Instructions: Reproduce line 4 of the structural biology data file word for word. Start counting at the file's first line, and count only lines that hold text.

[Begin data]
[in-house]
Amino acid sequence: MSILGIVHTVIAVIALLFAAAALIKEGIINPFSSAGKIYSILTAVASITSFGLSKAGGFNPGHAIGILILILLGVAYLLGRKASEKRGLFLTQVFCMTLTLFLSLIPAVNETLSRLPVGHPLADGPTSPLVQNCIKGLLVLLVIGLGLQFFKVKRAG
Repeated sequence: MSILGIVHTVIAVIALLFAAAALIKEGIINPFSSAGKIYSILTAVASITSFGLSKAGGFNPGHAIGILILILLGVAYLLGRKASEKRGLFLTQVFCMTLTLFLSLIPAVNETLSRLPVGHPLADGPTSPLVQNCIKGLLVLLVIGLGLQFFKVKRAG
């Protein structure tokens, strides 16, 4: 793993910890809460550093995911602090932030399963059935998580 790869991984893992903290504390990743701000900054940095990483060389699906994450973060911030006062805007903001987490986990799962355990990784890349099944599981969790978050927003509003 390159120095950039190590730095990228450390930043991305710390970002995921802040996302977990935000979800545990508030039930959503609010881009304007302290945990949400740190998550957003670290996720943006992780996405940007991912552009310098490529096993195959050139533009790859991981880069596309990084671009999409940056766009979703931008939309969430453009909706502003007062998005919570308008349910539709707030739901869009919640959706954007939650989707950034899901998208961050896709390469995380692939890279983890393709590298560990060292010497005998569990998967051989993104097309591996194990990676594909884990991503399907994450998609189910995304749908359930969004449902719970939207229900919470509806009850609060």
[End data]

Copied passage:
């Protein structure tokens, strides 16, 4: 793993910890809460550093995911602090932030399963059935998580 790869991984893992903290504390990743701000900054940095990483060389699906994450973060911030006062805007903001987490986990799962355990990784890349099944599981969790978050927003509003 390159120095950039190590730095990228450390930043991305710390970002995921802040996302977990935000979800545990508030039930959503609010881009304007302290945990949400740190998550957003670290996720943006992780996405940007991912552009310098490529096993195959050139533009790859991981880069596309990084671009999409940056766009979703931008939309969430453009909706502003007062998005919570308008349910539709707030739901869009919640959706954007939650989707950034899901998208961050896709390469995380692939890279983890393709590298560990060292010497005998569990998967051989993104097309591996194990990676594909884990991503399907994450998609189910995304749908359930969004449902719970939207229900919470509806009850609060």